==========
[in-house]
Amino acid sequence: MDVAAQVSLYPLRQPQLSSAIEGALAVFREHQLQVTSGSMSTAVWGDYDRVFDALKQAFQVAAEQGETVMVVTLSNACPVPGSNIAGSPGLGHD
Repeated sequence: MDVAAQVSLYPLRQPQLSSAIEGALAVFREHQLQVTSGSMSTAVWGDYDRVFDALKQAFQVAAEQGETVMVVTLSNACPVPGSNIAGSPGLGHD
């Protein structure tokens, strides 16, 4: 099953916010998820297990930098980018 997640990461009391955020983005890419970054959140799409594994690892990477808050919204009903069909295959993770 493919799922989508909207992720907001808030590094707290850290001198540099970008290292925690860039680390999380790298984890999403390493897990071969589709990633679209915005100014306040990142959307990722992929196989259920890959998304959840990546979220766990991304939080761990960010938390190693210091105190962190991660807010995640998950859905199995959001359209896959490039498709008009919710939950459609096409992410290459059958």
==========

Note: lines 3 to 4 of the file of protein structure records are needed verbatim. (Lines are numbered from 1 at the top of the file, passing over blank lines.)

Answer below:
Repeated sequence: MDVAAQVSLYPLRQPQLSSAIEGALAVFREHQLQVTSGSMSTAVWGDYDRVFDALKQAFQVAAEQGETVMVVTLSNACPVPGSNIAGSPGLGHD
């Protein structure tokens, strides 16, 4: 099953916010998820297990930098980018 997640990461009391955020983005890419970054959140799409594994690892990477808050919204009903069909295959993770 493919799922989508909207992720907001808030590094707290850290001198540099970008290292925690860039680390999380790298984890999403390493897990071969589709990633679209915005100014306040990142959307990722992929196989259920890959998304959840990546979220766990991304939080761990960010938390190693210091105190962190991660807010995640998950859905199995959001359209896959490039498709008009919710939950459609096409992410290459059958």